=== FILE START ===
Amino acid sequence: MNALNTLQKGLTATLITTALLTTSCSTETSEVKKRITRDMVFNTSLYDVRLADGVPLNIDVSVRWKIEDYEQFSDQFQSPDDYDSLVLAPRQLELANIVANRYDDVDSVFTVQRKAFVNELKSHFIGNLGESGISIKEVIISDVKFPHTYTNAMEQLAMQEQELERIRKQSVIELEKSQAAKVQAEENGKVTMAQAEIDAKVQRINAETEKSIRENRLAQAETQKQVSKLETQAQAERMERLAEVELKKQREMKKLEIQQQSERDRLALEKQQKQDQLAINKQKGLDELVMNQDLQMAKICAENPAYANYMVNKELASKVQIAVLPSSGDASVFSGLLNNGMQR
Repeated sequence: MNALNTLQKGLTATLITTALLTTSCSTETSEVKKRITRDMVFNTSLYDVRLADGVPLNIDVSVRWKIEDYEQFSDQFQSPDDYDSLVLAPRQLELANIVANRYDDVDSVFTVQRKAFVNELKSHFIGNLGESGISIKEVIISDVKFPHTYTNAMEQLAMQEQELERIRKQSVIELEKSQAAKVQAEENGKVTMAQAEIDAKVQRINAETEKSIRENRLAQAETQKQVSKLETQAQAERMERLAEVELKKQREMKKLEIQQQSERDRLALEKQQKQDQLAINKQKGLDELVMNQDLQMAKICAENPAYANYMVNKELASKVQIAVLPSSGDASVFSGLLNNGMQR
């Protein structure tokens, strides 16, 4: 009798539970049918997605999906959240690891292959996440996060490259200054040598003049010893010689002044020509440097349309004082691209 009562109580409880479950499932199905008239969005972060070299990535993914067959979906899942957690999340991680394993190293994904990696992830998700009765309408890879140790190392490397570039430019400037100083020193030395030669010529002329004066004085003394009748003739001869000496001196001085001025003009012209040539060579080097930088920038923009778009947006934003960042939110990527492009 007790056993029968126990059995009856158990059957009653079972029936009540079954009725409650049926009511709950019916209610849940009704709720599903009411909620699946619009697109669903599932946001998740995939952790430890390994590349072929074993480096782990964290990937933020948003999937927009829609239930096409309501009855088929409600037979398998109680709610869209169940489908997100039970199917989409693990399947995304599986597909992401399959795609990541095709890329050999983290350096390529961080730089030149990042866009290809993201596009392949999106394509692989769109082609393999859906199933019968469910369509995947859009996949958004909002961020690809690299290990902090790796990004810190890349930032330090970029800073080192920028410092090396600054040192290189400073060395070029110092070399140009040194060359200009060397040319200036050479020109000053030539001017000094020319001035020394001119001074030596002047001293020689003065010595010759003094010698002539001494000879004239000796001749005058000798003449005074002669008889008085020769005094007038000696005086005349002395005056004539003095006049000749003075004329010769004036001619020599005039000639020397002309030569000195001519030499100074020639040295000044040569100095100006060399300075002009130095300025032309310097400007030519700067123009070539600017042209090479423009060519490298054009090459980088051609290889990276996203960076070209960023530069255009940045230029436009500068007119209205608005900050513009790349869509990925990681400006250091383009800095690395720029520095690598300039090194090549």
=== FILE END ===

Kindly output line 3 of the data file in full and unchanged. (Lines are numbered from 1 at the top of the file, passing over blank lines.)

């Protein structure tokens, strides 16, 4: 009798539970049918997605999906959240690891292959996440996060490259200054040598003049010893010689002044020509440097349309004082691209 009562109580409880479950499932199905008239969005972060070299990535993914067959979906899942957690999340991680394993190293994904990696992830998700009765309408890879140790190392490397570039430019400037100083020193030395030669010529002329004066004085003394009748003739001869000496001196001085001025003009012209040539060579080097930088920038923009778009947006934003960042939110990527492009 007790056993029968126990059995009856158990059957009653079972029936009540079954009725409650049926009511709950019916209610849940009704709720599903009411909620699946619009697109669903599932946001998740995939952790430890390994590349072929074993480096782990964290990937933020948003999937927009829609239930096409309501009855088929409600037979398998109680709610869209169940489908997100039970199917989409693990399947995304599986597909992401399959795609990541095709890329050999983290350096390529961080730089030149990042866009290809993201596009392949999106394509692989769109082609393999859906199933019968469910369509995947859009996949958004909002961020690809690299290990902090790796990004810190890349930032330090970029800073080192920028410092090396600054040192290189400073060395070029110092070399140009040194060359200009060397040319200036050479020109000053030539001017000094020319001035020394001119001074030596002047001293020689003065010595010759003094010698002539001494000879004239000796001749005058000798003449005074002669008889008085020769005094007038000696005086005349002395005056004539003095006049000749003075004329010769004036001619020599005039000639020397002309030569000195001519030499100074020639040295000044040569100095100006060399300075002009130095300025032309310097400007030519700067123009070539600017042209090479423009060519490298054009090459980088051609290889990276996203960076070209960023530069255009940045230029436009500068007119209205608005900050513009790349869509990925990681400006250091383009800095690395720029520095690598300039090194090549």